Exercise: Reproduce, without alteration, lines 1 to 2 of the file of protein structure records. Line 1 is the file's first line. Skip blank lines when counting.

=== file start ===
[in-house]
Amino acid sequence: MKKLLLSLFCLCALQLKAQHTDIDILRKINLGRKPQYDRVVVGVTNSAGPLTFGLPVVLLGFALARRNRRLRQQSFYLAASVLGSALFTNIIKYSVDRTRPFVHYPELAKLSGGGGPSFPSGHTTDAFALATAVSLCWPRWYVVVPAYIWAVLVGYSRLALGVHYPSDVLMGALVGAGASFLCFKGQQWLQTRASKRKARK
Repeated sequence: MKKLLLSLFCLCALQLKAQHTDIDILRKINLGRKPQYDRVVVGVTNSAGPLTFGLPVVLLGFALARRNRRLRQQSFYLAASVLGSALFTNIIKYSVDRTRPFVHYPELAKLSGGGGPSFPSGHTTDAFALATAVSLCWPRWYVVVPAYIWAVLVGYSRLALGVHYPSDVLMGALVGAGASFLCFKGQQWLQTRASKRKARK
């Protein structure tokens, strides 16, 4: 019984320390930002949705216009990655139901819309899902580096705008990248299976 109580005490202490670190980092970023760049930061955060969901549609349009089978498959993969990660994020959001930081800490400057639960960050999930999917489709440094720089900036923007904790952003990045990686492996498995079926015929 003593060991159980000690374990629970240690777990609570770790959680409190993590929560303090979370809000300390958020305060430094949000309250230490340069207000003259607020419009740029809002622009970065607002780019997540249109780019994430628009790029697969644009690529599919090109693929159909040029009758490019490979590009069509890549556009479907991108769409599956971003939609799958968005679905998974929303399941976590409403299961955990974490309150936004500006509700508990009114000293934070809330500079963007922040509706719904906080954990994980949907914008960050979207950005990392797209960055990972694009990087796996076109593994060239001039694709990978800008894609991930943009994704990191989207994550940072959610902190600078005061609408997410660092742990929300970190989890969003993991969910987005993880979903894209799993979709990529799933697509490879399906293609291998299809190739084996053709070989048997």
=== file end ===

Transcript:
[in-house]
Amino acid sequence: MKKLLLSLFCLCALQLKAQHTDIDILRKINLGRKPQYDRVVVGVTNSAGPLTFGLPVVLLGFALARRNRRLRQQSFYLAASVLGSALFTNIIKYSVDRTRPFVHYPELAKLSGGGGPSFPSGHTTDAFALATAVSLCWPRWYVVVPAYIWAVLVGYSRLALGVHYPSDVLMGALVGAGASFLCFKGQQWLQTRASKRKARK